Mt. Vernon Register-News from Mt Vernon, Illinois on December 9, 1963 · Page 2
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Mt. Vernon Register-News from Mt Vernon, Illinois · Page 2

Mt Vernon, Illinois
Issue Date:
Monday, December 9, 1963
Page 2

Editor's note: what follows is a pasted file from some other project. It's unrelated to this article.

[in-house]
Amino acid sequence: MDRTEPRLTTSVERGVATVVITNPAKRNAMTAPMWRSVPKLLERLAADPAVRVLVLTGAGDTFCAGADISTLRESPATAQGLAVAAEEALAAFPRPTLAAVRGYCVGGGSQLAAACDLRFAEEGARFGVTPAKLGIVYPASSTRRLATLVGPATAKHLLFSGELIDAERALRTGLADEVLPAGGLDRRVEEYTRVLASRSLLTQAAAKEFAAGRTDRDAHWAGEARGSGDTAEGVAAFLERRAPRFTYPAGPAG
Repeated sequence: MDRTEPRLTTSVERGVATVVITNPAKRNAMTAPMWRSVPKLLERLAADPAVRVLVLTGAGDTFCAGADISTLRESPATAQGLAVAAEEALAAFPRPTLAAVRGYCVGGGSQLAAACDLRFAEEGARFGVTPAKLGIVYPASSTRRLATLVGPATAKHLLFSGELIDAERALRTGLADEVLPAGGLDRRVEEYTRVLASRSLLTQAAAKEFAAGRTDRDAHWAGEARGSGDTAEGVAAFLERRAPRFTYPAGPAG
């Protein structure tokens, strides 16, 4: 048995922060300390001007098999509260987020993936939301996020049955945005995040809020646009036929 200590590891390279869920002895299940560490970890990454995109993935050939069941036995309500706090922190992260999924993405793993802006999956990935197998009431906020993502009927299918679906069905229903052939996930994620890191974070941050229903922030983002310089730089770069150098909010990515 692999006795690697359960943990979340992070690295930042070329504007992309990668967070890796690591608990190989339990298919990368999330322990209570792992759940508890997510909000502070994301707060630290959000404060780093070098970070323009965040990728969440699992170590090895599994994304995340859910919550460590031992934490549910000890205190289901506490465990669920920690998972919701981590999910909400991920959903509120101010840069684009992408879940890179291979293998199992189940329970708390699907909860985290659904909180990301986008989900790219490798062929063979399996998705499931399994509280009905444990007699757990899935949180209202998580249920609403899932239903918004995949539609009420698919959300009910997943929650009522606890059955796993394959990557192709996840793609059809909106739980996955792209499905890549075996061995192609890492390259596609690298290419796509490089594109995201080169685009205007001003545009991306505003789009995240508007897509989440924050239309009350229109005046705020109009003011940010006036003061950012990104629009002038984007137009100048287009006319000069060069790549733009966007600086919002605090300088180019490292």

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2 fHE REGISTER-NEWS — MT. VERNON, ILLINOtS MONDAY, DECEMBER 9, 1963 DEATHS Austin Reynolds Dies At Age 82; Benton Funeral Auston Reynolds, 82, of 413 Gain street in Benton, died at 5:45 a. m. Sunday in Franklin County Hospital in Benton. Mr. Reynolds was a retired conductor with the Illinois Central Railroad, with which he was employed for 48 years. Funeral services will be held at 1:30 p.m. Tuesday at the Mitchell Fiineral Home in Benton with the Rev. William Bolin officiating. Burial will be in Knob Prairie cemetery near Waltonville. The body will lie In state at the Mitchell Funeral Home where friends may call at any time. Mr. Reynolds was born Jan. 11, 1881, in Wayne county, the son of A. J. and Martha Reynolds. He is survived by his wife, Mrs. Rachael Reynolds of Benton; four sons, Barry Reynolds of Benton, Monroe Reynolds of Columbus, 0., Raymond Reynolds of Marion, and Joe Reynolds of Memphis, Tenn.; three daughters, Mrs. Nora Mae Shaffer of Chicago, Mrs. Mildred McClendon and Mrs. Jewell Harris, both of Benton; a sister, Mrs. Anna Johnson of Mt. Vernon; 17 grandchildren; ten great-grandchildren; and several nieces and nephews. He wasp preceded in death by his parents, one son. Harry, and three brothers—including a twin brother, Galveston, who died last month. Mr. Reynolds was a member of the East Benton Baptist church and a member of the Brotherhood of Railway Trainmen. Detailed Weather Report MT. VERNON WEATHER Saturday high 67, low 39. Sunday high 53, low 30. Rainfall and snowfall from 7:00 a. m. Sunday to 7:00 a. m. Monday 1.51. Rainfall 1963 to date 32.16 inches. One year ago high 34, low 18. Five years ago high 20, low 6. Ten years ago high 55, low 33. Tuesdays sunrise 7:10, sunset 4:35 (CST). Airliner Skids Off The Runway BUFFALO, N.Y. "(AP) - A United Air Lines plane with 50 persons aboard skidded into a field while completing a landing Sunday night at Greater Bur falo International Airport. No one was injured. A spokesman for United said he did not know why the four engine turboprop plane left the runway. It was not damaged, he said. The craft, carrying 46 passengers and a crew of four, had flown here from Philadelphia. BIRTHS Mr. and Mrs. Billy Don Grahlherr of Orlando, Fla. former Ina residents, are the par- snts of a son born Sunday in an Orlando hospital. The grandparents are Mr. and Mrs. Bill Grahlherr and Mr. and Mrs. Harold Baker, all of Ina. Mr. and Mrs. Arthur Beckham of RFD 5, Mt. Vernon, are the parents of a son born at S:17 o'clock Saturday afternoon in Jefferson Memorial hospital. Mr. and Mrs. Albert Finn of RFD 4, Iuka are the parents of a daughter born at 8:52 o'clock Sunday morning in Jefferson Memorial hospital. She weighed seven pounds eleven and one- half ounces and has been named Tamara Jo. Mr. and Mrs. Darrel Ray Dodilett of 3236 Cherry are the parents of a son bom at 4:50 oclock this morning in Good Samaritan hospital. He weighed eight pounds five ounces and has been named Dan Alan. Mr. and Mrs. Harland Boggs of 2701 Logan are the parents of a son born at 9:16 o'clock Sunday morning in Good Samaritan hospital. He weighed seven pounds six ounces. Mr. and Mrs. Lyle Wood of 409 North street are the parents of a son born at 6:27 o'clock Saturday night in Good Samaritan hospital. He weighed seven pounds twelve ounces and has been named Brent Edward. Mr. and Mrs. Robert \V. Krebs of Decatur, 111., are the parents of a son bora December 8 in a hospital in that city. The grandparents are Mr. and Mrs. Arthur Roth of Litchfield and Mr. and Mrs. Robert M. Krebs of this city. STATE TEMPERATURES Belleville 36 24 Moline 21 23 Peoria 33 23 Quincy 35 20 Rantoul 33 24 Rockford 36 25 Springfield 36 23 Vandalia 35 23 East Dubuque 30 23 FIVE-DAT FORECAST Northern Illinois — Tempera tures will average 2 to 4 degrees below normal. Normal highs, 32 to 38. Normal lows, 17 to 24. Warmer Tuesday but colder again later in the week. Total precipitation about one - half inch. Heavier snow and possibly a little rain likely in mid week but snow flurries probably continuing later in the week. Southern Illinois — Temperatures wil average 5 to 10 de­ gress below normal. Turning warmer Tuesday, then colder again Wednesday or Thursday. Normal highs, the uper 40s in the south to the upper 30s in the north. Normal lows, the lower 30s in the south to the low 20s in the north. Precipitation will average one-half to one inch, occurring as rain or snow in the north and rain in the south about Wednesday. Rain or snow is expected again toward the end of the week. The Weather Elsewhere By THE ASSOCIATED PRESS High Low Pr. Albany, cloudy 49 38 .57 Albuquennie, cloudy 45 24 .... Atlanta, clear 48 M M Bismarck, clear 20 -I! ... Boise, snow 41 32 AO Boston, rain 46 12 .52 Buffalo, snow 49 31 .27 Chicago, clear 45 27 .... Cincinnati, snow . 51 26 .36 Cleveland, snow 48 27 .28 Denver, clear 45 13 .... Des Moines, clear ... 31 15 .12 Detroit, cloudy 47 28 .32 Fairbanks, cloudy ._ 30 -16 .... Fort Worth, clear .... 55 31 .... Helena, snow 22 16 .19 Honolulu, cloudy 80 70 T Indianapolis, snow .. 48 23 .11 Jacksonville, cloudy 70 29 _.. Juneau, clear 32 20 ._. Kansas City, cloudy 37 28 .... Los Angeles, cloudy 78 52 .... Louisville, snow 55 29 .10 Memphis, clear 46 34 .„. Miami, clear 76 60 .... Milwaukee, cloudy „ 44 23 .05 Mpls.-St.P., snow .._ 33 16 .33 Now Orleans, clear .. 64 36 .... New York, clear ...... 55 3S .95 Okla. City, clear 47 25 .... Omaha, cloudy 29 17 .... Philadelphia, clear _ 54 33 .84 Phoenix, clear 71 43 .... Pittsburgh, snow 49 25 .05 Ptlnd, Me., rain . 42 37 .50 Ptlnd, Ore., clear ... 43 30 .38 Rapid City, cloudy „ 28 S Richmond, cloudy .... 62 31 1.21 St. Louis, cloudy 37 24 .... Salt Lk. City, cloudy 3S 23 .... San Diego, cloudy .... 77 53 .... Sail Fran., clear ..... 60 49 2.9 Seattle, rain 43 35 .43 Tampa, clear 70 51 .... Washington, cloudy 53 31 .50 Winnipeg, cloudy .... 21 0 (M—Missing) (T—Trace) OUCH!! A rabies shot was more of an ordeal for Robert Garcia, 10. of Phoenix, than for his puppy Butch. The Phoenix veterinariuns gave free vaccinations for the dogs, and freo hot clogs for the kids. JOHNSON PROPOSES DEFENSE COST CUT Snow, Cold, Wind In I linois Hospital Notes Jefferson Memorial Admitted: Edgar A. Wilson of Bluford; Betty Sue Beckham; Franklin A. Ellingsworth; Alice Vera Hicks; Shirley Finn. Discharged: Nora Bosenberg- er; Tamie Crouch; William Anderson; Mrs. Pauline Echols and baby, Randall Ray. Good Samaritan Admitted: Essie Shields; Lee Hayes; Patricia Ann Sheridan* Stewart Randy Warner; Coral Willoughby Page; Robert Brent Thompson of Sparta, 111.; Lillie Vallie Bishop; Jennie Pearl Gregory; Marcella Esther-Fico;Den nis Henry Carnes. Discharged: Roy Arnold Shifley; Thomas Ralph McPherson; Laura Lee Meredith; Mrs. Edith Otilla Kula and baby, Jean Marie; Robert J. Trammell; John Edward Browder; Roy Franklin Trout; John Fidalis Schnickei'i Jewell Opal Thompson; Goldie Huntman; Margaret Roberson; Iona Ruth Giosta; Yutha Naomia Floro; Stewart Randy. Warner; Dorothy Elizabeth Kennedy, Patricia Ann Sheridan, MEETINGS EASTERN STAR A stated meeting of Mt. Vernon Chapter No. 233, Order of the Eastern Star, will be held at the Masonic Temple, Tuesday evening, December 10, at 7:30 o'clock. Promptly at 1:30 p.m. a School of Instruction, conducted by Elmira Scott, G. L., will be held. There will be a fifty-cent gift exchange. At 6:30 p.m., a covered dish supper will be served. MYRA MURRAY. W.M. N|pMI JL BQGAN, S«c 'y, CHICAGO W> — It was cloudy, windy and cold throughout Illinois today with swirling snow and ice-packed highways creating driving hazards in many areas. Temperatures in the low 20s prevailed and indications were that readings would not go beyond the 40 mark anywhere in the state during the day. The lows tonight are expected to be around 12 in northern Illinois and from 22 to 28 in the south. The Illinois Division of Highways reported snow-packed and silppery roads in the Champaign —Paris—Effingham and Olney sections. The remainder of the state had scattered stretches of packed snow and ice resulting from snow being blown across highways by high winds. The highway division reported that snowfall was the heaviest in the central part of the state. In Chicago, more than 20 families were left homeless in freezing weather when fire broke out in a three-story apartment on the South Side. Forecasters said temperatures in Illinois would likely be a bit warmer Tuesday. One snow area today extended in a band 40 to 50 miles in diameter between Chicago and Milwaukee — moving southward. Confirm Bomb At Louisville LOUISVILLE, HI. (JB — Investigation has confirmed a sidewalk explosion that shattered 200 windows in downtown Louisville was caused by a bomb, Clay County Sheriff Robert VanDyke said today. The pre-dawn blast Thursday destroyed half of a hardware store front and broke windows in 12 other business places, the county courthouse, jail building and post office. VanDyke said the state crime laboratory has confirmed a bomb was set off on the front steps of the hardware store. He said he will step up questioning of residents. But he said details of the laboratory's report, including the type of explosive used, will not be made public Immediately. Damage to James Morgan's hardware store and to other buildings has been estimated at mora than 8130,000, By FKANK CORMIER WASHINGTON (AP) - President Johnson told Secretary of the Interior Udall today that he wants the IntfTior Department —not the White House — to set national oil policy. It seemed apparent that Johnson, coming from a major oil- producing stale, wanted to free himself in advance of any suggestion that his Texas ties were influencing national oil policy. Udall also reported, after a meeting with Johnson, that his department's budget, going to Congress next month, will provide for "some new starts' on water projects—always a major concern in the Western states. The secretary said the Interior budget has been pretty well fixed and can be describel as a "hold-the-line budget, which is pretty good in a growing country." In giving Udalls department primary responsibility for drafting oil policy. Johnson broke with the pattern followed by President Kennedy. Under Kennedy, the White House was the center of policy-making in this area. The most important facet of national oil policy is deciding how much oil mvtst be imported. Johnson focused most of his attention again today on the federal budget—including a proposal to curb spending by eliminating some defense installations. Johnson scheduled a morning meeting with Secretary of Defense Robert S. McNamara and Gen. Maxwell D. Taylor, chairman of the Joint Chiefs of Staff, to go over some aspects of the military budget. Top Budget Bureau officials, including Director Kermit Gordon, were summoned to review spending plans for the Justice and State departments, the Veterans Administration and the Federal Aviation Agency. Johnson told a news conference Saturday that he and McNamara were making a study of defense installations to determine if any could be eliminated. An aide said one of the matters to be taken up during the day would be the possible consolidation of some military assistance groups overseas. Under a new Johnson decision the payrolls of these assistance groups will be slashed by 10 per cent within the next six months, even if none is eliminated. Johnson worked in his office Sunday until about 7 p.m., when he took what has become a routine evening swim in the White house pool. Some of his late Sunday actions included: —An order that $234 million of GI insurance dividends be paid to 4,7 million policyholders next month to help buttress Die economy. Normally, payments would have been strung out through the year. President Kennedy ordered similar speedups in 1962 and 1963. -Johnson offered the Bolivian government any aid it may need in order to hunt and free four American government workers kidnaped by miners who hope to force the release of two union officials held on criminal charges. The offer was said U include military assistance, including the loan of military helicopters and crews. The President discussed the Bolivian situation with Secretary of State Dean Rusk after returning from a flying visit to New York to attend funeral services for Herbert H. Lehman former New York governor and U.S. senator. While in New York Johnson paid a brief courtesy call on former President Herbert Hoover. Johnson attended Sunday services at St. John's Episcopal church, across Lafayette Park from the White House. On Saturday night—Johnson's first in the White House — he took his wife, Lady Bird, out to dinner at the home of his longtime aide, Walter Jenkins. They stayed out until 10:45 p.m. Earlier in the day, Johnson surprised newsmen by inviting them into his office lor coffee —and a very informal news conference. Among the announcements made at this unusual session were these: —Johnson has ordered the Defense Department to cut its civilian payroll by 25,000 workers -to 997,000 by July 1, 1965. —McNamara is being sent to South Viet Nam this week to have a new look at the anti- Communist war and the political situation there in the wake of a military coup that ousted the Diem regime. f Under Heavy Guard President At Lehman Rites; Visits Hoover NEW YORK (AP) - One of the tightest security nets ever wrapped around a president greeted Lyndon B. Johnson Sunday in his first trip from Washington as chief executive. About 5,000 policemen, detectives and Secret Service agents were deployed along the route that took Johnson from Idlewild Airport to the funeral of former New York Gov. Herbert H. Lehman and then to the Waldorf- Astoria Towers for a call on ex- President Herbert Hoover. Not until Johnson reached Temple Emanu-El for the Lehman funeral did the Secret •Service, on a half-hour's notice, inform New York police that the President would visit the ailing Hoover. Johnson, the nation's 36th president, thanked Hoover, the 31st, for a message that latter had sent when Johnson assumed the office after the assassination of President Kennedy on Nov. 22. Hoover, a Republican, had messaged ho was ready to help the new Democratic President "in any way I can," but he noted there was not much he could do at his age — 89. In light of the Kennedy assassination, every conceivable precaution was taken to insure Johnson's safety during his 2- hour and 20-minute stay in New York. Thirty - five blue - helmeted motorcycle policemen formed a phalanx around the President's closed limousine in the 15-mile trip from the airport to the temple. Thousands of policemen and detectives were deployed along that unannounced route, some manning rooftops. PLANNING DIRECTOR NEEDED IN MT. V. (Continued From Page One) MARKETS Mt. Vernon Grain The following prices were quoted in Mt. Vernon this afternoon: Wheat 2.04. Soybeans 2.54. Corn 1.12. of work done is shared. Before grants-in-aid are possible under the federal housing act u community is required to start the process of community improvement itself with what is known as a "workable program." Mt. Vernon has already started on such a program, making it eligible for federal grants. The city plan outlines the seven elements of the workable program as follows: 1—Codes and ordinances- establishing adequate standards of health and safety under which dwellings may be lawfully constructed and occupied. 2—Comprehensive Community Plan—providing a sound framework for improvement, renewal and blight prevention; for sound community development in the future. 3—Neighborhood Analyses- developing a community-wide picture of blight, where it is, how intense it is and what needs to be done about it. 4—Administrative Organization — establishing clear- cut authority and responsibility to coordinate the overall program; and the capacity to put it to work in the community through effective administration of codes, planning measures and other activities, 5—Financing—p r o v i d I n g funds for staff and technical assistance needed, for public improvements and renewal activities essential to the program. 6—Housing for Displaced Families—Determining community-wide relocation needs of families to be displaced; developing housing resources to meet these needs and providing relocation service to displaced families. 7—Citizen Participation—assuring that the community as n whole, representative organizations and neighborhood groups are informed and have full opportunity to take part in developing and carrying out the program. Mt. Vernon HOG MARKET Prices paid on the local livestock market were 10c higher today. The top was 14.00 for 190 to 220 lb. hogs. Sows were up 25c to 11.75 for 300 weight down; sows 300 weight and over 11.50, down. Boars were 7.00 and 8.00. Livestock NATIONAL STOCKYARDS, 111. (/Pi—USDA—Hogs 10,500; barrows and gilts 1-3 170-250 lb. 14.25-15.25; sows 275-600 lb. 10.50-12.50. Cattle 5,000; calves 250; good to choice steers 21.00-23.25; good to choice heifers 20.5021.50; cows 12.50-14.50; good to choice vealers 20.00-32.00. Sheep 1,300; good to prime lambs 16.50-19.50; ewes 5.006.00. Chicago Produce CHICAGO (AP) — Chicago Mercantile Exchange — Butter steady: wholesale buying prices unchanged; 93 score AA 57%; 92 A 57%: 90 B 57; 89 C 56; cars 90 B 57%; 89 C 57 U. Eggs steady; wholesale buying prices unchanged; 70 per cent or better grade A whites 34',i; mixed 34 1 ,z; mediums 29; standards 33; dirties 29; checks 29. St. Louis Produce ST. LOUIS </P>—Eggs and live poultry: Eggs, consumer grades, A large 35-36, A medium 30-32, A small 24-26, B large 33-34, wholesale grades, standard 3133, unclassified 27-28. checks 20-24. Hens, heavy 15-16, light over 5 lb. 8-9, under 5 lb. 5^-6^, broilers and fryers 15-17. Chicago Grain CHICAGO W> — Whent No. 1 red 2.19 Com No. 2 yellow 1.23-23Vi; No. 3 yellow 1.21-22: No. 4 yellow lMWSVs; No. 5 yellow 1.09V&. No oats or soybean sales. Soybean oil 8 1/8. CHICAGO </Pi—USDA—Live poultry; wholesale buying prices unchanged to 3 higher; roasters 23-24; special fed white rock flyers 18^-19; few geese 28. Walfstreet NEW YORK (/Pi — Studebaker paced the stock market late this afternoon while other prices were mixed in moderately active trading. Volume for the day was estimated at 4.Q million shares compared with 4.83 million Friday. Changes of most key stocks were from fractions to a point or so. Studebaker was bought heavily and was by far the volume leader following a report that it is ending its money-losing car manufacturing in the United States and planning to move its operation to Canada. The stock was up a full point for a big, percentage gain but cut the rise to a fraction in late dealings. Baltimore & Ohio was up more than a point and Chesapeake & Ohio close to a point on news the Supreme Court had affirmed a decision upholding C&O's control of B&O. Most airlines were soft on American World Airways passenger jet. Pan Am, however, halved an early loss that ran more than a point. Fractional losses were taken by American Airlines, United and Eastern but National held a gain of close to a point. Chrysler and Union Carbide held 1-point gains. Xerox was up 9. Woolworth and Eastman Kodak dropped more than a point. Prices were mixed in moderately active trading on the American Stock Exchange. Corporate bonds advanced; U.S. governments were mixed. NEW YORK (AP) - Dow Jones noon stock averages: 30 Indus 760.43 up 0.18 20 Rails 174.00 up 0.57 15 Utils 137.18 up 0.3S 65 Stocks 263.45 up 0.38 Wind Tumbles Centralia Plant CENTRALIA, IU. (AP) — The steel framework of a factory being erected by Molded Fiber Glass Body Co. of Ashtabula, Ohio, was knocked down Sunday by strong winds accompanying a half-inch snowfall. State police said they had no other reports of major wind damage in Southern Illinois. Wind speeds at Mount Vernon airport ranged from 35 to 45 miles an hour with one gust of 63 miles an hour. Astrodynamics is the study of the motion of bodies In space. BOARD OKs EXTRA HIGHWAY DEPT. PAY (Continued From Page One) firmed the action of the highway committee In authorizing the payments and declared that "the Board of Supervisors considers that the payments were legally made." In the resolution the board then went on record officially to continue the additional payments to Carnahan and Meadows, as in the past. The resolution was adopted, by unanimous vote, after discussion of the state's attorney's letter. Supervisor Terry Marlin asked about the need for the additional pay and If the matter had been brought before the county board. Work Many Hours Jack Trotter, county highway superintendent, said there is a definite need for the additional pay as both the assistant officials work many extra hours. Supervisor Ross Wimberly said that the highway department has lost several foremen in the past, when spring came and hours of e::tra work piled up without any additional pay. Payment of the additional $100 per month, during six months of the spring, summer and early fall, has resulted in the department being able to keep a qualified foreman, he said. Trotter commented that foremen work 12 to 16 hours many days during the busy season. Supervisor Ed Champ noted that workmen at the highway department are paid by the hour. "It's not right to pay the foreman $350 per month during the busy season when he is working 15 and 16 hours per day," he said. Champ said that the additional pay was approved by the highway committee. There was nothing wrong, he said, but continued that it was an "oversight" that the matter was not taken before the full board. He pointed out that there was not a dissenting vote in the board today, approving the additional pay. Supervisor Marlin commented that he planned to vote for the resolution but believes that the matter should have been brought before the board at the time the additional pay was approved by the committee. He said that in the past too much work has been done in committees, when good business principles should be followed by having official action of the county done by the full board. Marlin said that the time has come when the county board should "look to our image." He noted that the matter is controversial and has been widely publicized and that the board's action should be fully explained In print. He called for the board to operate closely in accordance with the law in all future business of the county. Stringer's Letter Other aspects of the state's attorney's letter to the county board were also discussed after it was read at the regular December meeting this morning. Stringer had charged that employes of the highway department have refused to make any sworn statements or answer questions under oath to his assistant, Sam Phillips. Highway Supt. Trotter told the board that for the past six weeks Phillips has been examining records at the highway office almost every day. He said that all records have been made available to Phillips and that nothing has been hidden. He declared that all questions Phillips had asked in his office have been answered. Trotter then asked, "Any comments, Mr. Phillips?" Phillips, who was present at the meeting, answered, "I'll make any of my comments to the state's attorney." Talk Probe Funds Arch Mandrell, a member of a Jefferson county grand jury committee which some time ago asked the county board to provide funds for Stringer to hire a special investigator, appeared at the board meeting today and asked If the board had taken any action on the request. The county board had officially taken the matter under advisement. Supervisor Wimberly commented that some time ago Stringer had hire Phillips and he was to be paid with donations. "Do we need two investigators?" Wimberly asked. Supervisor Shurtz said that the matter has apparently been taken out of the hands of the county board. He suggested a meeting of the county hoard, the state's attorney and the grand jury committee "to get a little more information on what they would like done." Doctor Is Kept Close To LBJ NEW YORK m — A White House physician was kept close to President Johnson during his visit to the city Sunday in what apparently is a new procedure adopted as a result of President Kennedy's assassination. J When Kennedy was shot in Dallas Nov. 22, Dr. George Burkley, a Navy admiral, was four cars behind the presidential vehicle. Sunday, Burkley rode in a police car just in front of Johnson's limousine. TO HEAD MARINE CORPS —- Gen. Wallace M. Greene Jr., above, will take over command of the Marine Corp* on Jan. 1. (AP Wlrephoto) FRANK SINATRA'S SON KIDNAPED (Continued From Page One) floor, the men left with Sinatra. Tire tracks heading towards Reno were found later. Sinatra is one of the entertainer's three children. His mother is Sinatra Sr.'s first wife, the former Nancy Barbato, who was reported at her Hollywood home. Gene Evans, spokesman for Harrah's Club on the south shore of Lake Tahoe, said young Sinatra's room was on the second floor of the two-story motel, separated by a parking lot from the casino. The motel is used exclusively for Harrah's guests. Evans said there was no mention of any possible ransom during the motel room incident. One of the men was heard to say, "We've got him. We've got to get him to Sacramento." Sacramento, the state capital of California, is 132 miles in the opposite direction from Reno where the tire tracks appeared to lead. Sinatra Sr. arrived at Reno aii-port early today and was met by Washoe County Dist. Atty. William Raggio. The two left immediately for the sheriff's substation at Zephyr Cove on Lake Tahoe where search headquarters had been set up. But snow and icy roads forced them to postpone the trip and Raggio announced they were staying in Reno for the time being. YANK?ARE^AMONG 21 HOSTAGES (Continued From Page One) tula of Cadillac, Mich., also a USIA information officer: Bernard Rifkin, 52, a native of Brooklyn, N. Y., labor adviser for the U. S. Agency for International Development; and Robert Gergerstrom, a Peace Corps volunteer whose parents live in Honolulu. They were seized after they went into the Catavi area to deliver a $15,000 U. S. government aid check toward the building of a school for miners' children. The other captives were throe Canadians, a Dutchman, and other unidentified foreigners and Bolivians. All apparently were mining technicians. Interior Minister Jose Antonio Arez said the government would use eveiy means at its disposal to win the release of the hostages. But he said "under no circumstances and under no pressure" would the government free the two union leaders, Irineo Pimental and Federico Escobar. Staley Sales, Earnings Rise DECATUR, 111. (AP) — Net sales of the A. E. Staley Manufacturing Co. for the fiscal year ending Sept. 30 were up 6.5 per cent over last year, pushing earnings to $2.40 a share, an increase of 27 cents. Dollar earnings for the year were 55.513,225, compared with 84,736,253, the prior year. Sales increased from $173,757,723 to §185.136,804. The financial report was made public yesterday. SEEK CAUSE —LIGHTNING OR BOMB? (Continued From Pnge One) temporary morgue set up In the Elkton National Guard Armory. No one could tell how many victims were being found. It was seldom that there was any- ting large enough to be identified at all. The plane, according to the airline, was carrying 73 passengers and 8 crew members when it crashed. The Federal Aviation Agency in Washington said the plane was on a holding pattern near the New Castle, De., Airport at 8:58 p.m. (EST) awaiting clearance to approach Philadelphia International Airport. Then, said Raymond Gregg of Elkton, "It was just like the sun was coming at me. It was so bright I couldn't look at it." Another witness, Henry Linden of Newark, Del., said it was apparent to him that lighting had blasted the plane from the air. "There were two large arched streaks of lightning in the air," he said. "An instant afterward the sky was completely lit up by a bright orange. You could see the parts of the plane starting to fall then." Early today, 11 Civil Aeronautics Board and 7 FAA officinls arrived to start the investigation. The area was cordoned off and flares sent an eerie light over the torn, blasted and charred wreckage. There were few large pieces of wreckage, although one big jet engine dug a hole 100 yards from the home of Gregg. Small bits of airplane parts fell on the farmhouse roof of Mr. and Mrs. Henry Berry. Edwin R. Tully, special agent in charge of the FBI office in Baltimore, said the flight recorder, which is designed to survive crashes and tell investigators about the minutes preceding the disaster, had not been found. Tully confirmed that several witnesses had said lightning struck the plane. Pan Am said Flight 214 departed San Juan at 4:10 p.m. and arrived in Baltimore at 7:35 p.m., where the 71 passengers got off. It left Baltimore at 8:25 p.m. and was expected in Philadelphia at 8:45 p.m., 15 minutes behind schedule. The airline said the last known radio contact between the plane and ground was a terse, terrifying message: "Going down in flames at 0158 Zebra" (8:58 p.m. EST). The message reportedly was overheard by the ground control center in New Castle, Del., and at Dover, (Del.,) Air Force Base. Witnesses said burning fragments spiraled lazily to the ground, then exploded into small fires despite a pelting rain. Jerry Greenwald, 20, of Hock- cssin, Del., watched the crash from a window of the Merry- land Roller Rink near Glasgow, Del. "It looked like a bomb explosion," he said. "There was a big flash and a few seconds later you could see the wing torn off. You could actually see people falling out. The plane came down slowly and when it hit the ground it looked like it explode again." WOULD BE FIRST CRASH CAUSED BY LIGHTNING WASHINGTON (AP) - If lightning caused Maryland's airliner crash Sunday night, it would be a first in U.S. commercial aviation records. Witnesses said a bolt of lightning hit the Boeing 707 jet, Pan American World Airways Flight 214 bound from Puerto Rico to Philadelphia, and transformed it into a ball of fire that showered the area near Elkton with bits of burning wreckage. Eighty-one persons died. Civil Aeronautics Board hearings into a May 12, 1959, crash at Chase, Md. — just 35 miles southwest of Sunday night's disaster — brought out that in 20 years no airliner of metal construction had been known to have ben destroyed or even seriously damaged by lightning. Ten witnesses claimed they saw lightning in the Chase area at the time a Capital Air Lines turboprop flying from New York to Atlanta crashed in flames with 31 persons aboard. Two witnesses said they saw lightning strike the craft. But 12 others testified there The Mediterranean is an Almost tideless sea, with little circulation of turftea water. MOUNT VERNON COMMUNITY-COLLEGE ORCHESTRA and CHORUS CONCERTS Orchestra — 8:15 P.M. Tonight High S<hool Auditorium Chorus — 8:15 P.M. — Dec. 16 First Presbyterian Church (Hetr The COMMUNICETTES) | cMyers vfoneralService. Dear friends, We appreciate comment on these little letters. Any suggestions you nay have will be gladly received. We think of these Messages as a part of our service. We try to make them as informative as possible* You will note an absence of sales talk or claims of superiority. These letters are purely for your information. Respectfully, N S.I.U. Honors Mt. Vernon And Mayor Manion Mayor John J. Manion received a gavel Sunday from S.I.U. President Delyte Morris at a meeting on the Cnrbondale campus commemorating ten years of community service by the university. Mayor Manion was accompanied to the celebration, attended by more than 200 southern Illlnoisinns, by J. L. Buford, Eltis Henson, Howard Rawlinson, Ogie Ellis, J. Marvin Powers and Joe Winfrey. A community development plaque was presented to Howard Rawlinson, dean of the Community College, for "the people of Mt. Vernon for ten yenrs of effort in development." The plaque is on display at the Chamber of Commerce office, 118 North 9th street The afternoon program In the new Student Union building on S.I.U.'s campus was highlighted by a short inspirational speech by President Morris. Gene Graves, executive director of the State Board of Economic Development brought a message from Governor Kerner and reviewed results of the governor's recent tour of Europe with Illinois business executives. Dr. Wm. Tudor presided at the session. Luncheon was served by university students. Texico 4-H'er Back From Tour Of Chicago Area Kenneth Hails of Texico returned Inst night from an all- expense trip to Chicago where he attended the annual 4-H Dairy Conference on December 5-7. Kenneth was one of thirteen 4-H dairymen from Illinois who were given recognition as outstanding 4-H dairymen at the ninth annual 4-H Dairy Conference. This is a national program sponsored by the Cooperative Extension Service of the University of Illinois and various firm's intelrestcd In dairying. Marketing and career exploration In the dairy industry were the main topics at the conference. Kenneth's dip was financed by the Southern Illinois Breeders Association. Highlights of the trip included tours of Chicago, meeting the National Dairy Prhrxss. and a dinner and nrogrnm, given by the Oliver oirperntien. He was met at the Mt. Vernon Airport by his parents, Mr. and Mrs. Roy V. Hails and their daughter, Carol, and Jim Lipe, assistant farm adviser. The Ozark Airlines (light arrived between snow storms, and was Kenneth's choice of transportation. Country Club Is Burglarized The Green Hills Country Club enst of Mt. Vernon has been a favorite target for thieves in the past few months. Another breakin occurred during the weekend as thieves broke a window and stole ten cartons of cigarettes from the building. Man Killed In Conveyor Belt ST. LOUIS (m— A Columbia, 111. man died Saturday night at a St. Louis hospital from Injuries received when he was caught in a conveyor belt. Dead is Louis Brooks, 28. Po- olice said the accident occurred at Brook's place of employment, the Great Lakes Carbon Corp. was no lightning near the plane. The CAB concluded that the plane broke apart in extreme turbulence. Lightning was reported to have been responsible for the June 26, 1959, crash of a Trans World Airlines Super-Constellation that killed 68 persons, including -10 Americans, near Milan, Italy. Modern planes are protected from lightning by tiny anti-static metal impregnated strips hanging from the trailing edges of the wings and tail and serving as tiny lightning rods. ROY SAYS: WM 1963 Mercury Special $2295.00 It's a nearly new 1063 Mer« oury Meteor custom sedan with all the luxury appointments of our big Mercurys but In an Intermediate size. This beautiful car is finished In a striking Caatlelan Gold color with match* ui(f pure vinyl upholstery. It'i equipped with radio, V/8 engine, automatic drive and all the nice extras. This car has been driven very ti«w miles. It Is still In new car warranty. It's another W-G money saver. Roy Atkinson W-G MOTORS Phone 242-6420